Allowances are important for children to teach them financial discipline. This begs the question of the right allowance amount which should be given to children.

The pros and cons of giving children an allowance that every mother should know

Inculcating the right financial knowledge and habits in children prepares them to become financially responsible adults. Giving children an allowance not only enables them to handle money themselves but can also come in handy during emergencies.

However, despite a parent’s best efforts, at times, children may not understand how to correctly use their allowances. While going a little overboard and spending on sweets and junk food is fine, having money in hand could lead them to take detrimental steps as well.

So, how should a parent know whether or not to give their child an allowance? And if they should, what should that amount be? We list down both sides of the coin and also highlight the steps to take to determine a practical amount your child should be getting.

Pros and cons of giving children an allowance:


  • They become financially literate: Receiving and managing money correctly as a kid goes a long way in replicating the same habits as an adult.
  • They learn the relationship between work and pay: Parents can use allowance as an incentive to include children in chores, instilling the idea that one has to work to earn money.
  • They learn the importance of savings: Along with giving them an allowance, parents can teach kids how to save. Even keeping a few coins aside from their allowance and putting them in a piggy bank helps kids grasp the concept of savings early on in life.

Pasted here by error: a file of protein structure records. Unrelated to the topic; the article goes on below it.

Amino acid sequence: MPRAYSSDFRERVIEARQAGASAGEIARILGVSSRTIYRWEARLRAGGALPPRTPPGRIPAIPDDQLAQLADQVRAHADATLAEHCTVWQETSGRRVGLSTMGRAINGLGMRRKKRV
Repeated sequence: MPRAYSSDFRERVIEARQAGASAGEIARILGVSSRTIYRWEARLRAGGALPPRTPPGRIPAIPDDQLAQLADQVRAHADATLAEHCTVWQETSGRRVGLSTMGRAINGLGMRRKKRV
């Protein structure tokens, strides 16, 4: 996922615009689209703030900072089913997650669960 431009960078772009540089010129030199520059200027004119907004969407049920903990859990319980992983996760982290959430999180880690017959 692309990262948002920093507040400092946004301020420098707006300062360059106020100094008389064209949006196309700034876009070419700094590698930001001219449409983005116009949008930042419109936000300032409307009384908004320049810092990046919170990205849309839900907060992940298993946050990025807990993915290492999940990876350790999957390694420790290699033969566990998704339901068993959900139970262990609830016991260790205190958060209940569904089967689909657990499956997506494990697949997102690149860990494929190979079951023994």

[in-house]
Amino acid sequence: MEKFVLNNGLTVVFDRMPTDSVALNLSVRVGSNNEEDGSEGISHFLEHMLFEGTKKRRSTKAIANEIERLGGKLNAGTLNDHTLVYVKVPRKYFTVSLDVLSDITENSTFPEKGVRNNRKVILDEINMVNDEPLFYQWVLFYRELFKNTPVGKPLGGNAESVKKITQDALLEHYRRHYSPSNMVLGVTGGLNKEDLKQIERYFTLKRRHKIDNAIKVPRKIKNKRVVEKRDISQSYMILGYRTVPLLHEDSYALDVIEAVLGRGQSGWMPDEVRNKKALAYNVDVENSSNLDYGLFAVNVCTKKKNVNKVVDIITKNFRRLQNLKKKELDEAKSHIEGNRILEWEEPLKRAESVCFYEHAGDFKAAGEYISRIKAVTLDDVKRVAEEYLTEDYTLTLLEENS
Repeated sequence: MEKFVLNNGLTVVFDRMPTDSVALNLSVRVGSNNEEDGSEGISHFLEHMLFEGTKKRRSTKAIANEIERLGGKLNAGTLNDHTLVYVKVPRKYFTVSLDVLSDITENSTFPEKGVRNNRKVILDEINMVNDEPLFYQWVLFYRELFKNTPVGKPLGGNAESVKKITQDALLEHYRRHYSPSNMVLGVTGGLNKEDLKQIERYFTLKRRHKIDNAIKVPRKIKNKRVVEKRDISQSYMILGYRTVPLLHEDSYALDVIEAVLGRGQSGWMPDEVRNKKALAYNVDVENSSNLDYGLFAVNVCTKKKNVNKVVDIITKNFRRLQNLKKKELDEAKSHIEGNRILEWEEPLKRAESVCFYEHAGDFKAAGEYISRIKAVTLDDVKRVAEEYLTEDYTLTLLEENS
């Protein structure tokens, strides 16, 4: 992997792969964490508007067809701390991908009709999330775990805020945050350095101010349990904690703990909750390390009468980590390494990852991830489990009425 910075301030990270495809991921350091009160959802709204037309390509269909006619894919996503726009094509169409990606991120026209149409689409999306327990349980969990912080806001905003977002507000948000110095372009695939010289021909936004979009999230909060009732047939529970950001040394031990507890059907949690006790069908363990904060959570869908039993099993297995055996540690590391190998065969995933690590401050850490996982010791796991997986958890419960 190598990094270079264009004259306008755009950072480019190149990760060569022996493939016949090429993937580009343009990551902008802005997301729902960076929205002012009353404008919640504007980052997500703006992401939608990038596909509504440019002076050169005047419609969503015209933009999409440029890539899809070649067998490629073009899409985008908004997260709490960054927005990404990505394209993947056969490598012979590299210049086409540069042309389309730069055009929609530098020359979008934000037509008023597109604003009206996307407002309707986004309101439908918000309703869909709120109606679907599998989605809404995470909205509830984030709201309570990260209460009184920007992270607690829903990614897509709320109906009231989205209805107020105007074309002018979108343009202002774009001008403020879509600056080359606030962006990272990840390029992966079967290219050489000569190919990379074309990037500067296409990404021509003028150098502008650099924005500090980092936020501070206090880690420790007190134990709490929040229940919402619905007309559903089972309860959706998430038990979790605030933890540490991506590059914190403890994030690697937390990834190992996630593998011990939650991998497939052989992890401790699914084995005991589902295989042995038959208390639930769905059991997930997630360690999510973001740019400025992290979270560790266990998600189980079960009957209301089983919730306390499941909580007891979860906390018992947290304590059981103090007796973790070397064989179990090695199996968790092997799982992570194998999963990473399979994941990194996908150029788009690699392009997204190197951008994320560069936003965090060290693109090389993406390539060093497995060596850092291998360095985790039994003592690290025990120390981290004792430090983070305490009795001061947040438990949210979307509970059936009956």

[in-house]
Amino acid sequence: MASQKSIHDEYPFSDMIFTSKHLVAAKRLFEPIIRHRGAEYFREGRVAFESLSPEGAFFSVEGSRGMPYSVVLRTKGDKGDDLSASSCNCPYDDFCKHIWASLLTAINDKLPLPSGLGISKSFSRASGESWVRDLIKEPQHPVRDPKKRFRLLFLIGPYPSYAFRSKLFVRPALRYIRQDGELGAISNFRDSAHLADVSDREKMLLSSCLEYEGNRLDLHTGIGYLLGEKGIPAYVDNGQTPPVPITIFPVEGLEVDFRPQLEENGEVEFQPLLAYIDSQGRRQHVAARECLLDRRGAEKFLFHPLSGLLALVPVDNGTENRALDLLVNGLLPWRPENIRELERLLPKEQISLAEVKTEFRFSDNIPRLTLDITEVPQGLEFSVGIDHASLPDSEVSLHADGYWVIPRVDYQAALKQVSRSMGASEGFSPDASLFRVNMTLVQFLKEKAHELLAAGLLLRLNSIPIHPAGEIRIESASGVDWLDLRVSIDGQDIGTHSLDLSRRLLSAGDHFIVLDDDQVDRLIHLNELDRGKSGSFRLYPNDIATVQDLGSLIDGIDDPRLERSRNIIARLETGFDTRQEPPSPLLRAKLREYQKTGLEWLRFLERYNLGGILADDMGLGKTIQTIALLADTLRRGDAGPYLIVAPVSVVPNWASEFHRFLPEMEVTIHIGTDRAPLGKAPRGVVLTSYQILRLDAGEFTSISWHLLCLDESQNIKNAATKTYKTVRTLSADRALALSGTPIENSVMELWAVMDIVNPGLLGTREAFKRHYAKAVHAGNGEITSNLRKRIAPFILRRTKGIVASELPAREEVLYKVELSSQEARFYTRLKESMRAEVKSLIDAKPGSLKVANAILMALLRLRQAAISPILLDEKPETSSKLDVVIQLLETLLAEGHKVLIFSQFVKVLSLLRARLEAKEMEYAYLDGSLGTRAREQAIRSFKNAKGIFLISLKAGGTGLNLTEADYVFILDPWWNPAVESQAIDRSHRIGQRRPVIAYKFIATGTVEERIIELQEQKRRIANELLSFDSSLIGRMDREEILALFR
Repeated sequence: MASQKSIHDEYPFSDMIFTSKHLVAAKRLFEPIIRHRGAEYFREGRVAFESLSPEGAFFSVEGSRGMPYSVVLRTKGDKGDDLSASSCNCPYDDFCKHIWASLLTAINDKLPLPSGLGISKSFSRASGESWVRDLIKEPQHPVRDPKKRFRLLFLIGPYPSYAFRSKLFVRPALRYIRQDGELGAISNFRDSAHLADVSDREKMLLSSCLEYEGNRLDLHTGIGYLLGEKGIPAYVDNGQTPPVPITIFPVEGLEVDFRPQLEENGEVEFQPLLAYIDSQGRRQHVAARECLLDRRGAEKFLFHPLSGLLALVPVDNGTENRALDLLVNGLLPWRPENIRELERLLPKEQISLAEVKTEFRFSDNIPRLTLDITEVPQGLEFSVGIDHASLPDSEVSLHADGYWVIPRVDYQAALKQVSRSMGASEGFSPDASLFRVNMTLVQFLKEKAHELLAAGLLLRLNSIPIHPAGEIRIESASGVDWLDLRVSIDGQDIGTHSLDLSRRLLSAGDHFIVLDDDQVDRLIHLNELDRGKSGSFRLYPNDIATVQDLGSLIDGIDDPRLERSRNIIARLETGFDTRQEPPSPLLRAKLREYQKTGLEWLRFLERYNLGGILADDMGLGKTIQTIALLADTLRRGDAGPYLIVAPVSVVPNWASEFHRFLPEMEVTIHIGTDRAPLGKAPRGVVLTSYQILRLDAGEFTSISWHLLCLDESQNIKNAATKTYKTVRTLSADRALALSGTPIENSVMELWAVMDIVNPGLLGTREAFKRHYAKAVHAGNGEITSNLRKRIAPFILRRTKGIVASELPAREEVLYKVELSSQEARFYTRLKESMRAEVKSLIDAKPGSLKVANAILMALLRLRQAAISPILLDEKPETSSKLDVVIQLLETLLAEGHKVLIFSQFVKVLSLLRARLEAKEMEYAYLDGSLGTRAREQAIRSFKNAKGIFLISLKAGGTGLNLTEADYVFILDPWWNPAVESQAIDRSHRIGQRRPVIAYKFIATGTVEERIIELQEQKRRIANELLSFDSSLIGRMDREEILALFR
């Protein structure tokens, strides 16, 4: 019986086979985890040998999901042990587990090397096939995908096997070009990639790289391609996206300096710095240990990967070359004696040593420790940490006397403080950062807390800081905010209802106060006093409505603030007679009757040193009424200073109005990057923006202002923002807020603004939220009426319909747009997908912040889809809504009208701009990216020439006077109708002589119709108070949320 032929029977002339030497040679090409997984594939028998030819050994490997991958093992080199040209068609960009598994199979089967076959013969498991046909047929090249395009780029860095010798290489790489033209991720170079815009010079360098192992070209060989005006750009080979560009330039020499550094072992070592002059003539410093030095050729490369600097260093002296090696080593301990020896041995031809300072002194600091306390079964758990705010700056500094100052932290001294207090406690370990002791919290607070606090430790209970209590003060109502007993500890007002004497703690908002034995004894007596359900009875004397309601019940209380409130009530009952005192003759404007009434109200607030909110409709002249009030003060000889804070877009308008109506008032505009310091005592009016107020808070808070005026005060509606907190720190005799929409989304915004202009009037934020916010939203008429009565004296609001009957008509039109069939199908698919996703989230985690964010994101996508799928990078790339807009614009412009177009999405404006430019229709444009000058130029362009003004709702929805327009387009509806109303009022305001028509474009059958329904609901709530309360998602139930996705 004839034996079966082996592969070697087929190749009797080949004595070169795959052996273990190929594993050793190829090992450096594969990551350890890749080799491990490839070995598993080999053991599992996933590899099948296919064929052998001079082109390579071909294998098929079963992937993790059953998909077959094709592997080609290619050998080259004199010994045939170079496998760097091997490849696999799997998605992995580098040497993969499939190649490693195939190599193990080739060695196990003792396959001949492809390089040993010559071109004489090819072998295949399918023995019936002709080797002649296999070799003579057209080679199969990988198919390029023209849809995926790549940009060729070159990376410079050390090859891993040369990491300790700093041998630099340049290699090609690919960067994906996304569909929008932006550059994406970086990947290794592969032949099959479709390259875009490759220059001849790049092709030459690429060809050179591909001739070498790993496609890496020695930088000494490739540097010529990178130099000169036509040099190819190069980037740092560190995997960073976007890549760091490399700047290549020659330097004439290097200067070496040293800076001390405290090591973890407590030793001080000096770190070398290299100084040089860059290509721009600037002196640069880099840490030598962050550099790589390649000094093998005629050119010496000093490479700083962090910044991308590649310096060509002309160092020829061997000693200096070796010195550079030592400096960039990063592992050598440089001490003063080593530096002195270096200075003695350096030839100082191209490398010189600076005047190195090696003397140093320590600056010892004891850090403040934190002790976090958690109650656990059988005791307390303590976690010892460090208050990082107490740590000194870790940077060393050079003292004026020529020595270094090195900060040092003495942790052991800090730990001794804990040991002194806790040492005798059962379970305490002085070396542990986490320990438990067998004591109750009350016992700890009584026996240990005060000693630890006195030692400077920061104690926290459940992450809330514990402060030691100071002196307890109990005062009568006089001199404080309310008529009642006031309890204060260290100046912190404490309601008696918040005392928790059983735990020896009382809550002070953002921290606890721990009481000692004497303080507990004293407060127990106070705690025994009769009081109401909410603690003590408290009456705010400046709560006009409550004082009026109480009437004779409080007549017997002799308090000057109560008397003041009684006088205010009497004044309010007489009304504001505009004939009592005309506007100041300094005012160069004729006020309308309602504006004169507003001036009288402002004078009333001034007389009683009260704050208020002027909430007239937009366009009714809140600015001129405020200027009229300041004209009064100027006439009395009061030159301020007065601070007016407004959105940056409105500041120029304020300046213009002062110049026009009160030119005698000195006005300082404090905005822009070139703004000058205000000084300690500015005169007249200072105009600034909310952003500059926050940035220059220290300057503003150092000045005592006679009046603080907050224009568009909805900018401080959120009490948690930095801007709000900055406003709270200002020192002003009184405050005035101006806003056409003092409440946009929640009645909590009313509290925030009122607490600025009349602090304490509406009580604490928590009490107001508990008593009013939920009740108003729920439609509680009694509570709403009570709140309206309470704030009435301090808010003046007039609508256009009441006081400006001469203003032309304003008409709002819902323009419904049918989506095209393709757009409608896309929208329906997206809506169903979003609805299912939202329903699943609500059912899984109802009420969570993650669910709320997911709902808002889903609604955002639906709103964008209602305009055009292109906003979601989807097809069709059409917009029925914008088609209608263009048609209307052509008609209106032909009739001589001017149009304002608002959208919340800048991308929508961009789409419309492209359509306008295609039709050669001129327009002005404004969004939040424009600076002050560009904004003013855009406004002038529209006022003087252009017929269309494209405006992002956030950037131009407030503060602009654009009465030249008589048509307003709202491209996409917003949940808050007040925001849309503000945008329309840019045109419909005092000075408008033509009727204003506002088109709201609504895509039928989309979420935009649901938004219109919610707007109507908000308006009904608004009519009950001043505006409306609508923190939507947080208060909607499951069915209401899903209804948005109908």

• They think of rewards instead of responsibilities: Associating chores with money may deter them from taking responsibility for family chores, and instead may make them feel like they deserve a monetary reward every time they lend a helping hand at home.
  • They may not understand financial constraint: Kids may fail to grasp certain financial issues of the family and may expect parents to match up to the allowance they’ve always been getting. This can lead them to harbour negative feelings towards parents in case they fail to meet their expectations.

Related: 5 Money lessons to give your child in today’s digital age 

Parameters for fixing the right allowance amount

What age group do they fall under?

Ask yourself a few questions. Is your child mentally ready to understand the concept of money and how to use it for the right reasons? Do they understand the difference between want and need?

If your child is less than 15 years old, you should keep the allowance amount limited and encourage them to save most of it.

What will they use the money for?

As parents, you’re providing for all the basic necessities. Candies, junk food, and toys are some common non-essentials children use their allowances for. Speak to your kids about where they spend the money and ensure you keep track of where their money is going.

Related: A mother’s guide to raising financially responsible children 

How much 'change' are they keeping from the money you give them for chores?

Whether it's the leftover from the grocery shopping they did on your behalf or a few handful of coins they found on the table, be vigilant of how much 'scrap' money they are getting their hands on as these soon add up. 

There is no standard allowance amount that parents should give their kids. The right amount depends on multiple factors, including how much the child needs, and your financial condition. When it comes to allowances, it’s best to know what your child would typically be spending the money on. For instance, children up to the age of nine might use it to buy toys, candies, or comic books. Older children might use it for going to the movies, and may even misuse the money. So, try to have a transparent conversation with your child, wherein you highlight the importance of using the money wisely. Have a look at how to ensure your child grows to be economically independent and pick out relevant pointers specific to your needs.